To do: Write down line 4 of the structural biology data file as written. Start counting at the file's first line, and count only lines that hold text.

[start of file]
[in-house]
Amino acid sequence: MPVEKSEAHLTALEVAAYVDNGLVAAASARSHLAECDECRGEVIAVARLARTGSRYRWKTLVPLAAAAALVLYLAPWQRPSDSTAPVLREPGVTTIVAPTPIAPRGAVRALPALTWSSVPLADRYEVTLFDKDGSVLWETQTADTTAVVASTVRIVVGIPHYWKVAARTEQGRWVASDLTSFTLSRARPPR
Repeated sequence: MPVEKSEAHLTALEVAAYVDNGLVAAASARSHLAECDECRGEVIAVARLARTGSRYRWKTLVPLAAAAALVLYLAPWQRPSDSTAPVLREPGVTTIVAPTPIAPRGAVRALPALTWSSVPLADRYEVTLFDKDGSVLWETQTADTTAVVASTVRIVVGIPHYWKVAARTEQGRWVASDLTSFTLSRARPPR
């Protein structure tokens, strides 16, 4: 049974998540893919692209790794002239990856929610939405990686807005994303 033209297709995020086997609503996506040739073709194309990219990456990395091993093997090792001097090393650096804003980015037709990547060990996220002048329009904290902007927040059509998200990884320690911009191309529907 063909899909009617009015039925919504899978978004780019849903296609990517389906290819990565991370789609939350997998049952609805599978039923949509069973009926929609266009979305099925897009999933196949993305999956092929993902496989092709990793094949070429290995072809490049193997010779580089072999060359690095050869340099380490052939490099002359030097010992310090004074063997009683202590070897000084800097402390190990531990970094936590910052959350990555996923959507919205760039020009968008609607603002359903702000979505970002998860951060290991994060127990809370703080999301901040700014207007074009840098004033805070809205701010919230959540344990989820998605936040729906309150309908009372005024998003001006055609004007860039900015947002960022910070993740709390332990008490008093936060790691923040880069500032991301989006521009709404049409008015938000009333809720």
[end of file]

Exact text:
């Protein structure tokens, strides 16, 4: 049974998540893919692209790794002239990856929610939405990686807005994303 033209297709995020086997609503996506040739073709194309990219990456990395091993093997090792001097090393650096804003980015037709990547060990996220002048329009904290902007927040059509998200990884320690911009191309529907 063909899909009617009015039925919504899978978004780019849903296609990517389906290819990565991370789609939350997998049952609805599978039923949509069973009926929609266009979305099925897009999933196949993305999956092929993902496989092709990793094949070429290995072809490049193997010779580089072999060359690095050869340099380490052939490099002359030097010992310090004074063997009683202590070897000084800097402390190990531990970094936590910052959350990555996923959507919205760039020009968008609607603002359903702000979505970002998860951060290991994060127990809370703080999301901040700014207007074009840098004033805070809205701010919230959540344990989820998605936040729906309150309908009372005024998003001006055609004007860039900015947002960022910070993740709390332990008490008093936060790691923040880069500032991301989006521009709404049409008015938000009333809720």